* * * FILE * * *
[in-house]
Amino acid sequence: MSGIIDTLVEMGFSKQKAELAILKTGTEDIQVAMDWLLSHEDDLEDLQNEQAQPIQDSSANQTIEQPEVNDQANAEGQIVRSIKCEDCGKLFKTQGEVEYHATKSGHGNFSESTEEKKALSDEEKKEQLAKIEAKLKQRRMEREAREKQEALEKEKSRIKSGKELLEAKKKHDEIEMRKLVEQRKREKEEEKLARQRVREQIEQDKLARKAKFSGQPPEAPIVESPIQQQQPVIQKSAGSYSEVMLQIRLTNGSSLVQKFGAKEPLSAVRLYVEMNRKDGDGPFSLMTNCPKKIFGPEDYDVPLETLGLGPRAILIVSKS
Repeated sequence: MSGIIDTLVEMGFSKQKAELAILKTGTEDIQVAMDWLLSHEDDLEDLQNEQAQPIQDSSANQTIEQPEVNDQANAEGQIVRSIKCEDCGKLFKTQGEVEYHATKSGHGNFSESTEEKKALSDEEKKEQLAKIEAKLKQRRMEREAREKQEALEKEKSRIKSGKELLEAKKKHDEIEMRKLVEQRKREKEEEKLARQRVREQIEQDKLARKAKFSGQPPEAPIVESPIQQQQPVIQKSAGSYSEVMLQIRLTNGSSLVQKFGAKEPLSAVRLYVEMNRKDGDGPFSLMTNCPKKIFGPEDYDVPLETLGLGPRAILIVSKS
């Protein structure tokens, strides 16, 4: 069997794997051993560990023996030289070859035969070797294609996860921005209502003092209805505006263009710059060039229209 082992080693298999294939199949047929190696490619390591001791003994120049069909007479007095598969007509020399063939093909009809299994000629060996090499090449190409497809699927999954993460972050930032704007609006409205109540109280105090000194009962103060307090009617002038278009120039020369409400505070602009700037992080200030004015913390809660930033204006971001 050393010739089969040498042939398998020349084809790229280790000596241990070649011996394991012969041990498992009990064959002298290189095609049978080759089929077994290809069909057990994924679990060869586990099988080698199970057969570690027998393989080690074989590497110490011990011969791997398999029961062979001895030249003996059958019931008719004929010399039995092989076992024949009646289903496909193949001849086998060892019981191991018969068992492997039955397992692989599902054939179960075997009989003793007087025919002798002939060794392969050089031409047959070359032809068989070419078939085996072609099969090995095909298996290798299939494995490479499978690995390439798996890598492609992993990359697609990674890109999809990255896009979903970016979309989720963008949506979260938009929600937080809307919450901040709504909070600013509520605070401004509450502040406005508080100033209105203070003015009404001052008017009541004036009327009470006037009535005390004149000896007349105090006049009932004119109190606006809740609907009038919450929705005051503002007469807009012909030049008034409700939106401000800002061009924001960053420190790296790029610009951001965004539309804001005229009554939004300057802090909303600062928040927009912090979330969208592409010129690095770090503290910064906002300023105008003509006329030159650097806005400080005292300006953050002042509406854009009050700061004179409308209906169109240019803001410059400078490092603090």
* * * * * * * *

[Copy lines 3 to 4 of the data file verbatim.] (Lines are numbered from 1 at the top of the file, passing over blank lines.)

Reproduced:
Repeated sequence: MSGIIDTLVEMGFSKQKAELAILKTGTEDIQVAMDWLLSHEDDLEDLQNEQAQPIQDSSANQTIEQPEVNDQANAEGQIVRSIKCEDCGKLFKTQGEVEYHATKSGHGNFSESTEEKKALSDEEKKEQLAKIEAKLKQRRMEREAREKQEALEKEKSRIKSGKELLEAKKKHDEIEMRKLVEQRKREKEEEKLARQRVREQIEQDKLARKAKFSGQPPEAPIVESPIQQQQPVIQKSAGSYSEVMLQIRLTNGSSLVQKFGAKEPLSAVRLYVEMNRKDGDGPFSLMTNCPKKIFGPEDYDVPLETLGLGPRAILIVSKS
């Protein structure tokens, strides 16, 4: 069997794997051993560990023996030289070859035969070797294609996860921005209502003092209805505006263009710059060039229209 082992080693298999294939199949047929190696490619390591001791003994120049069909007479007095598969007509020399063939093909009809299994000629060996090499090449190409497809699927999954993460972050930032704007609006409205109540109280105090000194009962103060307090009617002038278009120039020369409400505070602009700037992080200030004015913390809660930033204006971001 050393010739089969040498042939398998020349084809790229280790000596241990070649011996394991012969041990498992009990064959002298290189095609049978080759089929077994290809069909057990994924679990060869586990099988080698199970057969570690027998393989080690074989590497110490011990011969791997398999029961062979001895030249003996059958019931008719004929010399039995092989076992024949009646289903496909193949001849086998060892019981191991018969068992492997039955397992692989599902054939179960075997009989003793007087025919002798002939060794392969050089031409047959070359032809068989070419078939085996072609099969090995095909298996290798299939494995490479499978690995390439798996890598492609992993990359697609990674890109999809990255896009979903970016979309989720963008949506979260938009929600937080809307919450901040709504909070600013509520605070401004509450502040406005508080100033209105203070003015009404001052008017009541004036009327009470006037009535005390004149000896007349105090006049009932004119109190606006809740609907009038919450929705005051503002007469807009012909030049008034409700939106401000800002061009924001960053420190790296790029610009951001965004539309804001005229009554939004300057802090909303600062928040927009912090979330969208592409010129690095770090503290910064906002300023105008003509006329030159650097806005400080005292300006953050002042509406854009009050700061004179409308209906169109240019803001410059400078490092603090």